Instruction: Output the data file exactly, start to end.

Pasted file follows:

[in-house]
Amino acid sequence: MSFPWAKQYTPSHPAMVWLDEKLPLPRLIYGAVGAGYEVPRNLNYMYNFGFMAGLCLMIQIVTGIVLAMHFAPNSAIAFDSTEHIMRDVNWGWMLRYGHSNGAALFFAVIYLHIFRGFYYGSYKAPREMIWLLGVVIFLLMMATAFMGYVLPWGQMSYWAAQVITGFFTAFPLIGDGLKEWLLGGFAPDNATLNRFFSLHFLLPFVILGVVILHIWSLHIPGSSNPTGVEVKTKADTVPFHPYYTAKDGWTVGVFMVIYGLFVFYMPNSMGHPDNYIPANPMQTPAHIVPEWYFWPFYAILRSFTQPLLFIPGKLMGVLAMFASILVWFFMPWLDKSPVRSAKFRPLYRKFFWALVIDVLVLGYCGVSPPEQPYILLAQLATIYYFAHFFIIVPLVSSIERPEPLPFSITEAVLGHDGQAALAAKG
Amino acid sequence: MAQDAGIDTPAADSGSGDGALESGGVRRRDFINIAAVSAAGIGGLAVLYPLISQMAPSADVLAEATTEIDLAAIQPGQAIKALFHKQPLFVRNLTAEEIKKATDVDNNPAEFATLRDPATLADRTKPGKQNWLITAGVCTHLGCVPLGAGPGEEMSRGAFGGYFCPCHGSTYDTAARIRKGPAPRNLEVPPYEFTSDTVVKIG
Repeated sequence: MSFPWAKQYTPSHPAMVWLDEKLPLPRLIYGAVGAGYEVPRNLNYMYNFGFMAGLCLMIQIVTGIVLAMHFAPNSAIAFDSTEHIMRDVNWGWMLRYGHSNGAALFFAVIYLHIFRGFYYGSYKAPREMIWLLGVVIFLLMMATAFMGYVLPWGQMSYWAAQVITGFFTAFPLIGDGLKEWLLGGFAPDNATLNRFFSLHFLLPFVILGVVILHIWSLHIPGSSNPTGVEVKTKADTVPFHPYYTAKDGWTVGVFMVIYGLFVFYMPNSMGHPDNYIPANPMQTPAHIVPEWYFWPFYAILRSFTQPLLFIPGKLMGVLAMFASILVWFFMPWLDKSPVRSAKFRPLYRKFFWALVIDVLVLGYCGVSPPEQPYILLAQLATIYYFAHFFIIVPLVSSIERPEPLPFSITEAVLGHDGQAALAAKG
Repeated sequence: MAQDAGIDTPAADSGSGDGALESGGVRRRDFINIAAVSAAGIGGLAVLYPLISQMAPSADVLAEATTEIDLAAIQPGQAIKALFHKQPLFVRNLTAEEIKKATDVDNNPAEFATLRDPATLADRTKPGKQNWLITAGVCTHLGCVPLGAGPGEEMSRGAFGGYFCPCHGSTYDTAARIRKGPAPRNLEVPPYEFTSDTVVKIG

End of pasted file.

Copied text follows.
[in-house]
Amino acid sequence: MSFPWAKQYTPSHPAMVWLDEKLPLPRLIYGAVGAGYEVPRNLNYMYNFGFMAGLCLMIQIVTGIVLAMHFAPNSAIAFDSTEHIMRDVNWGWMLRYGHSNGAALFFAVIYLHIFRGFYYGSYKAPREMIWLLGVVIFLLMMATAFMGYVLPWGQMSYWAAQVITGFFTAFPLIGDGLKEWLLGGFAPDNATLNRFFSLHFLLPFVILGVVILHIWSLHIPGSSNPTGVEVKTKADTVPFHPYYTAKDGWTVGVFMVIYGLFVFYMPNSMGHPDNYIPANPMQTPAHIVPEWYFWPFYAILRSFTQPLLFIPGKLMGVLAMFASILVWFFMPWLDKSPVRSAKFRPLYRKFFWALVIDVLVLGYCGVSPPEQPYILLAQLATIYYFAHFFIIVPLVSSIERPEPLPFSITEAVLGHDGQAALAAKG
Amino acid sequence: MAQDAGIDTPAADSGSGDGALESGGVRRRDFINIAAVSAAGIGGLAVLYPLISQMAPSADVLAEATTEIDLAAIQPGQAIKALFHKQPLFVRNLTAEEIKKATDVDNNPAEFATLRDPATLADRTKPGKQNWLITAGVCTHLGCVPLGAGPGEEMSRGAFGGYFCPCHGSTYDTAARIRKGPAPRNLEVPPYEFTSDTVVKIG
Repeated sequence: MSFPWAKQYTPSHPAMVWLDEKLPLPRLIYGAVGAGYEVPRNLNYMYNFGFMAGLCLMIQIVTGIVLAMHFAPNSAIAFDSTEHIMRDVNWGWMLRYGHSNGAALFFAVIYLHIFRGFYYGSYKAPREMIWLLGVVIFLLMMATAFMGYVLPWGQMSYWAAQVITGFFTAFPLIGDGLKEWLLGGFAPDNATLNRFFSLHFLLPFVILGVVILHIWSLHIPGSSNPTGVEVKTKADTVPFHPYYTAKDGWTVGVFMVIYGLFVFYMPNSMGHPDNYIPANPMQTPAHIVPEWYFWPFYAILRSFTQPLLFIPGKLMGVLAMFASILVWFFMPWLDKSPVRSAKFRPLYRKFFWALVIDVLVLGYCGVSPPEQPYILLAQLATIYYFAHFFIIVPLVSSIERPEPLPFSITEAVLGHDGQAALAAKG
Repeated sequence: MAQDAGIDTPAADSGSGDGALESGGVRRRDFINIAAVSAAGIGGLAVLYPLISQMAPSADVLAEATTEIDLAAIQPGQAIKALFHKQPLFVRNLTAEEIKKATDVDNNPAEFATLRDPATLADRTKPGKQNWLITAGVCTHLGCVPLGAGPGEEMSRGAFGGYFCPCHGSTYDTAARIRKGPAPRNLEVPPYEFTSDTVVKIG